Congress enacted the Sarbanes-Oxley Act of 2002 (SOX) to safeguard investors in public companies and restore trust in the financial markets following the collapse of Enron.
In a recent decision, the United States Supreme Court ruled that the whistleblower protection included in SOX protects not only the employees of public companies, but also the employees of privately-held contractors and subcontractors who render services to public companies. See Lawson v. FMR LLC, No. 12-3 (March 4, 2014).
Drawing on, among other things, the legislative record, the plain language of the statute and Congressional intent, the Court noted that to exclude employees of private contractors and subcontractors would leave them vulnerable to retaliation by their employers for blowing the whistle on schemes to defraud public company investors, even if the schemes were engineered entirely by the contractor or subcontractor.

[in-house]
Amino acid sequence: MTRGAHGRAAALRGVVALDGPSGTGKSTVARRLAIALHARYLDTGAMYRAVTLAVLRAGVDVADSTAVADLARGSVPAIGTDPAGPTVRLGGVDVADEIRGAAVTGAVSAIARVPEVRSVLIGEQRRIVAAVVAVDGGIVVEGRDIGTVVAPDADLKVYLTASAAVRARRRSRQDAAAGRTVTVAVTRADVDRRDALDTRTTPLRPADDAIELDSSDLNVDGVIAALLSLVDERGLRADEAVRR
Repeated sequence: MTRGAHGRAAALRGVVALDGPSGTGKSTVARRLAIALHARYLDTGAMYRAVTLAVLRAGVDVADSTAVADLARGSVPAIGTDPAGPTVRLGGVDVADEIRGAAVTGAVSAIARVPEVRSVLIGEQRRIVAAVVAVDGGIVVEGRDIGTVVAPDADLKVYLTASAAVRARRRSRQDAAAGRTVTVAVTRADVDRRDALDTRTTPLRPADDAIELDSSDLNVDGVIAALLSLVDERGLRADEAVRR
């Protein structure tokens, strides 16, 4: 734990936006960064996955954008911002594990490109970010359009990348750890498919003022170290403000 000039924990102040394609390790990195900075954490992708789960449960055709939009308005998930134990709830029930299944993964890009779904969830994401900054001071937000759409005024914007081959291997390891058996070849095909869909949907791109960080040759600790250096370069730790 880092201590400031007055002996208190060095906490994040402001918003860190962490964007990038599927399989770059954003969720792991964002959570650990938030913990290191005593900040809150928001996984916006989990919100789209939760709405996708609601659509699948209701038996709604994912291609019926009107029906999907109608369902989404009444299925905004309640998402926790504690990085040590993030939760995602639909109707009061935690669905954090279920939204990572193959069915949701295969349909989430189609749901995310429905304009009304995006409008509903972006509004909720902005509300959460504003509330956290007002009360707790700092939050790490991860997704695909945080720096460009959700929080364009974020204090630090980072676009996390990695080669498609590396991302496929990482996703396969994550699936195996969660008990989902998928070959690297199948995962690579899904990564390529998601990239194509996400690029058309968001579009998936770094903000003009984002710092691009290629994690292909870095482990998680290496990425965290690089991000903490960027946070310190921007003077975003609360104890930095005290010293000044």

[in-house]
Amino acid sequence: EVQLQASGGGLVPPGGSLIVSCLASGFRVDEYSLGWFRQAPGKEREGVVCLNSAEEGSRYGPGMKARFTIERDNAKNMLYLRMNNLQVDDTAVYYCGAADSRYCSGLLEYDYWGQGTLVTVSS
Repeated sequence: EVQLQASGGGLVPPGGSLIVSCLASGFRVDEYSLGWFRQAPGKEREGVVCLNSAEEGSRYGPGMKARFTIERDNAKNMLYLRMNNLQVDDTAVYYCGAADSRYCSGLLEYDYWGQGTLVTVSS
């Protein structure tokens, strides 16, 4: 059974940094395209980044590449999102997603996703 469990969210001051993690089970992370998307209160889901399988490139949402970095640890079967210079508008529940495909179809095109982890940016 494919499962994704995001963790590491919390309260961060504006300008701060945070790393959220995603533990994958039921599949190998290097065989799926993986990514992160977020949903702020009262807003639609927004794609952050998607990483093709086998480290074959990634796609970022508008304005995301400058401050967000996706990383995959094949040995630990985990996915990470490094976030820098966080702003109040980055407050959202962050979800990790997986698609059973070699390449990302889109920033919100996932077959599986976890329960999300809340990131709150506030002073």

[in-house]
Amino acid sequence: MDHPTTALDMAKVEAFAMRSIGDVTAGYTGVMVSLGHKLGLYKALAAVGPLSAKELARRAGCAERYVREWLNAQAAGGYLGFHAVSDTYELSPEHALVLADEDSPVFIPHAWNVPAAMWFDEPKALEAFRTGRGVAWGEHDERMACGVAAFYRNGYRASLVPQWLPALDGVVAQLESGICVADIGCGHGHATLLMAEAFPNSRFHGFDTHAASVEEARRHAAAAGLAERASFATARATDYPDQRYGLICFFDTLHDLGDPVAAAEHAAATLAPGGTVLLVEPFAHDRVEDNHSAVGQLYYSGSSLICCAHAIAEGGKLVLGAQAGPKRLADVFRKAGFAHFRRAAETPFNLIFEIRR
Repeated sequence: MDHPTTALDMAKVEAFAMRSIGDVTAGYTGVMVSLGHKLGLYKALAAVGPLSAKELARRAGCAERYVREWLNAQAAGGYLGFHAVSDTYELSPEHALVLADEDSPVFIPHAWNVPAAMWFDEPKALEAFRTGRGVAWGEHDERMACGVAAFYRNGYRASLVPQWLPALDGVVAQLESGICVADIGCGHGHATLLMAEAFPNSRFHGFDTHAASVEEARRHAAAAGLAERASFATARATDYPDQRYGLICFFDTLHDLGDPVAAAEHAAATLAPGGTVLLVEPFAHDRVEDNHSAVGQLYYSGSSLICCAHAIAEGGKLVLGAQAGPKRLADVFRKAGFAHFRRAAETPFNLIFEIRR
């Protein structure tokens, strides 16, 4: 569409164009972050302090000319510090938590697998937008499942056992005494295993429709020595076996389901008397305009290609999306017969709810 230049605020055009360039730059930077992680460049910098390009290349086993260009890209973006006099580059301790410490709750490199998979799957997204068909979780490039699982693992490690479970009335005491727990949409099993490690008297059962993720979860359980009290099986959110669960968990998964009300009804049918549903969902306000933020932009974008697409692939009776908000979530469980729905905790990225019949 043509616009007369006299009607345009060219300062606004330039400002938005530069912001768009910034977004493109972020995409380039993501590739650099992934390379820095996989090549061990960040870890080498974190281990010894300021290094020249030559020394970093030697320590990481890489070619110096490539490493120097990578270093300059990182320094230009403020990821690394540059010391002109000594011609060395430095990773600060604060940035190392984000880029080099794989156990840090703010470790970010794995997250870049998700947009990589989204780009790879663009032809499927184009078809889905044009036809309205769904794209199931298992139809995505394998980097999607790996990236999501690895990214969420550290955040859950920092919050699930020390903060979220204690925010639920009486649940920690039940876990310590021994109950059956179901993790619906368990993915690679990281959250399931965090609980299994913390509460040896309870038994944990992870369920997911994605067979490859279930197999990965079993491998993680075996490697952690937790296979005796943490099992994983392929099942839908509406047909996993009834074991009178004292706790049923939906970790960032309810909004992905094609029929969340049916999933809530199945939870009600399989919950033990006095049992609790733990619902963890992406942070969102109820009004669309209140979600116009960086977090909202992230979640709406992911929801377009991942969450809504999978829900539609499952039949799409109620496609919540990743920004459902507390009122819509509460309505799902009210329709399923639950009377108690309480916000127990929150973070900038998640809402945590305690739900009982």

Private contractors and subcontractors that do business with, or otherwise provide services to, public companies should ensure they implement policies prohibiting retaliation and train their managers to understand and enforce the policies.